“I simply couldn’t figure out how to fit in and frankly wasn’t about to accommodate the situation. So I threw myself into my comfort zone (excelling in sports—tennis and soccer). But I also drifted towards a rebellious crowd—I went from pink hair to purple hair and embraced the Punk world scene. And while self-expression was always encouraged in our home, I began to falter, my grades dropped, and I was cutting classes and hanging out with the wrong girls”. 

Editor’s Note:
La Mariposa Films

Angela took swift action. She promptly pulled Yovanka from the school and enrolled her in the private Immaculata-LaSalle High School in Miami. 

“I was enrolled at LaSalle as a sophomore and I cleaned up my act and myself, furthered my ambitions of athletics and suddenly found myself getting quite a lot of attention.” 

So much attention, that Yovanka caught the eye of a senor, hot-man-on-campus type—pretty good catch for a newbie sophomore. All of a sudden Yovanka was part of the “in-crowd.” 

“Despite my new found ‘glory’ I soon soured. I didn’t’ like the sports offerings, or the curriculum—I wanted change and my family agreed, enrolling me at Coral Gables High School. I thrived in the much more Americanized environment and excelled in sports, drama and writing. 

“I was a straight-A student and graduated on time with my friends. And yes, as the tough-cookie I was, I hoped for a reward!” 

Unfortunately, her boyfriend also expected something from Yovanka. 

“He wanted to get married. But I was not biting. In my mind, this was the beginning of self-exploration and freedom. I was finally in control of my own destiny.” 

And so Yovanka went to Fernando and Angela and asked that they send her to a year of travel in Europe, specifically Paris—she wanted to learn French, art and live feely. 

Needless to say, her folks, well aware of the pitfalls of puppy love, embraced the concept with checkbook open enthusiasm…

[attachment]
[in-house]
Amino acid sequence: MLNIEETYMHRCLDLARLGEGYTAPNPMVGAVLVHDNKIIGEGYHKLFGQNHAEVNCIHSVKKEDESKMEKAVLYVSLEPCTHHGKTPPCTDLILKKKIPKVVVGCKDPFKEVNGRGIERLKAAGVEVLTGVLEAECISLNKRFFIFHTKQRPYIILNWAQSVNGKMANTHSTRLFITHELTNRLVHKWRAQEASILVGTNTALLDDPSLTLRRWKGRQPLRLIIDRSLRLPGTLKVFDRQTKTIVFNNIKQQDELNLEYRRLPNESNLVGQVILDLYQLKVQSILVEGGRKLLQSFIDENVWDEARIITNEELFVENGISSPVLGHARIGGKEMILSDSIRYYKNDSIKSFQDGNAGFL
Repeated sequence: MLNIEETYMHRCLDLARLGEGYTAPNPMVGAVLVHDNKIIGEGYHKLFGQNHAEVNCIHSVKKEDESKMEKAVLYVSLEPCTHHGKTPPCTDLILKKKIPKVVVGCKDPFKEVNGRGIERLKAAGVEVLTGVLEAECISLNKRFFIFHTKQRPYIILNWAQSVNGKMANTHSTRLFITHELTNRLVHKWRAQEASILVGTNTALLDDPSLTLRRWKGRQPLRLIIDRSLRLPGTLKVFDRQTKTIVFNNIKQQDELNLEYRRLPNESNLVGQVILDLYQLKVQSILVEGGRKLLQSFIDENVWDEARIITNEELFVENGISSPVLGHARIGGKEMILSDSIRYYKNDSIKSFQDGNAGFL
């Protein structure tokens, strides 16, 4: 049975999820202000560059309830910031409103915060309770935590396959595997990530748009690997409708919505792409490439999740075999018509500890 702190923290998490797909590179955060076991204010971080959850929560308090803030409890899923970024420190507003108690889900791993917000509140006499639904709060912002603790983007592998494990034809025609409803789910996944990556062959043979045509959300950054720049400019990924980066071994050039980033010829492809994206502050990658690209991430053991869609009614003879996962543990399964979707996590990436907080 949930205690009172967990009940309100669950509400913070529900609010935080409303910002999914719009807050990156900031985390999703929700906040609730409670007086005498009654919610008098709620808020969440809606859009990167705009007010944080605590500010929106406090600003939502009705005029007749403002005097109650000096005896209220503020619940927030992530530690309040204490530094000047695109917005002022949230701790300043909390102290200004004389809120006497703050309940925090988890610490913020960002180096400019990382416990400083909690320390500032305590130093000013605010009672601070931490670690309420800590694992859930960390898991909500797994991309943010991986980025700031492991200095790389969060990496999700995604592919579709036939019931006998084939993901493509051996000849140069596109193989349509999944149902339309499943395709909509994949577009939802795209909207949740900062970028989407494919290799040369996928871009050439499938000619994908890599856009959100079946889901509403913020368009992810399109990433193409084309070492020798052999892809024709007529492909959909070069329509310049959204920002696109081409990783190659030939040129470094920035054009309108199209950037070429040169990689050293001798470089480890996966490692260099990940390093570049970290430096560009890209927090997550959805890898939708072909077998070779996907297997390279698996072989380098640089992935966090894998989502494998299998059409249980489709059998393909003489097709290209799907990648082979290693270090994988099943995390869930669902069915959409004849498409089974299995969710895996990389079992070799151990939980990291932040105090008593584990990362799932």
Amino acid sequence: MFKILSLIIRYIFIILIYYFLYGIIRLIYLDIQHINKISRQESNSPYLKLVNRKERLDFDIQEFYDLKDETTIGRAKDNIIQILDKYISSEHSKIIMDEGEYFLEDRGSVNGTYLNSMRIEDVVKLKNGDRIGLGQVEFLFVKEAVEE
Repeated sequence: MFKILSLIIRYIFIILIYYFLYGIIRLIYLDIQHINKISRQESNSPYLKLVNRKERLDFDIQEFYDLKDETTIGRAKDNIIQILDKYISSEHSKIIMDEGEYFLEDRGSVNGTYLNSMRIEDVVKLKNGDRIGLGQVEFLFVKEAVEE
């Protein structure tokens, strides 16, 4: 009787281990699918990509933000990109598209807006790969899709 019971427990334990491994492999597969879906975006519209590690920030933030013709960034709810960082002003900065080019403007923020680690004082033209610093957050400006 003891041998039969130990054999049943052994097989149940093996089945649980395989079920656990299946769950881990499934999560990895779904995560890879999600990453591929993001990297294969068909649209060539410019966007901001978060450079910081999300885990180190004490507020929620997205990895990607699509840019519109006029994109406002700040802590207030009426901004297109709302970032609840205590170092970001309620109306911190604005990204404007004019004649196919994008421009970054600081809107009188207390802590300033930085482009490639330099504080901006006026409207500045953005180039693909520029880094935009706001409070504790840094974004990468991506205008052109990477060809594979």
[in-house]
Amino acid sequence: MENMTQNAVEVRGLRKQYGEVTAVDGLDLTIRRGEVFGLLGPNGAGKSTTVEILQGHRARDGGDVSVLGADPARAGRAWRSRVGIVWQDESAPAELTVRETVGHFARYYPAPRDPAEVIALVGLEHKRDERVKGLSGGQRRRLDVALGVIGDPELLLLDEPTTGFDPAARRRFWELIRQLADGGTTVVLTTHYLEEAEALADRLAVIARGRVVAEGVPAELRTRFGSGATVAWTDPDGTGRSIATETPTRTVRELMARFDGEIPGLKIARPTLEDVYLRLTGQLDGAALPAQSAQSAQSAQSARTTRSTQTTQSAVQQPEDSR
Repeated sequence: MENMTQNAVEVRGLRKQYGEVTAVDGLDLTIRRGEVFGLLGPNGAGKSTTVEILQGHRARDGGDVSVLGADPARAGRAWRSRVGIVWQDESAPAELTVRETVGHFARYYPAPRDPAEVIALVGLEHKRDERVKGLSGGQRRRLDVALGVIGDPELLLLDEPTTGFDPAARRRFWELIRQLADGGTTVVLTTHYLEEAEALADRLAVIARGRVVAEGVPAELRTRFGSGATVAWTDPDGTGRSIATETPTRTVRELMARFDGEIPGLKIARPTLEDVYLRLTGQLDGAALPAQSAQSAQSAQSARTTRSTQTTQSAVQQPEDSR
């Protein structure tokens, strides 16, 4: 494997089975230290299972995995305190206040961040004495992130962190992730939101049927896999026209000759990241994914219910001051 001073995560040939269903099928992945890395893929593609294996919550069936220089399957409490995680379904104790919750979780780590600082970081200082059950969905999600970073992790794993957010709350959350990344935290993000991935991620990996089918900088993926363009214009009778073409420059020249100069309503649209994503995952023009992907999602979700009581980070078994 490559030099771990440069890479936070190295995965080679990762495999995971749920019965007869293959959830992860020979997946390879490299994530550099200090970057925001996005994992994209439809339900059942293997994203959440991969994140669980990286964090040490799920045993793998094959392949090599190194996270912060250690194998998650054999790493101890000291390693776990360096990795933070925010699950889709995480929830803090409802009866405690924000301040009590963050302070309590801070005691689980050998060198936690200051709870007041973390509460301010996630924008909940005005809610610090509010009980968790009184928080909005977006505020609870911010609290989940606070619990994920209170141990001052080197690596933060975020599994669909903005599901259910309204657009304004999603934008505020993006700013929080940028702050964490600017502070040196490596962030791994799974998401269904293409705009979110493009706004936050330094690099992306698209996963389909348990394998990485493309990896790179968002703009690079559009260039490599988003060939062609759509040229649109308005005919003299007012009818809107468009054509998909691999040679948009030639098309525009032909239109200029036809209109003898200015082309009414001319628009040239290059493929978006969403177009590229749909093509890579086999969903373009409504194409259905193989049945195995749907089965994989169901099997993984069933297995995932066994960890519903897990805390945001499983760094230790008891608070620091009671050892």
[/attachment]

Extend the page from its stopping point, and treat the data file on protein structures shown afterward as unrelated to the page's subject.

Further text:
END OF PART 1 

 

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Kent Wallace
Senior Correspondent at Latinarrific
Kent Wallace has worked in the mainstream media for over 30 years. He has been a journalist, publisher, performer, art critic and marketing strategist. He has written for such magazines as Esquire, Source, Ear, ArtSpeak and Notorious (to name a few).

Wallace was a contributing writer for “High on Rebellion: Inside the Underground at Max's Kansas City,” he co-authored and authored several published books.

Wallace has hosted radio shows on ESPN (Reno) and KPLY (Reno). Wallace has appeared on Montel, The Tyra Banks Show, The John Walsh Show and the Rikki Lake show. Wallace also served as a consultant on an HBO’s hit series.
Kent Wallace
Senior Correspondent
Kent Wallace has worked in the mainstream media for over 30 years. He has been a journalist, publisher, performer, art critic and marketing strategist. He has written for such magazines as Esquire, Source, Ear, ArtSpeak and Notorious (to name a few). Wallace was a contributing writer for “High on Rebellion: Inside the Underground at Max's Kansas City,” he co-authored and authored several published books. Wallace has hosted radio shows on ESPN (Reno) and KPLY (Reno). Wallace has appeared on Montel, The Tyra Banks Show, The John Walsh Show and the Rikki Lake show. Wallace also served as a consultant on an HBO’s hit series.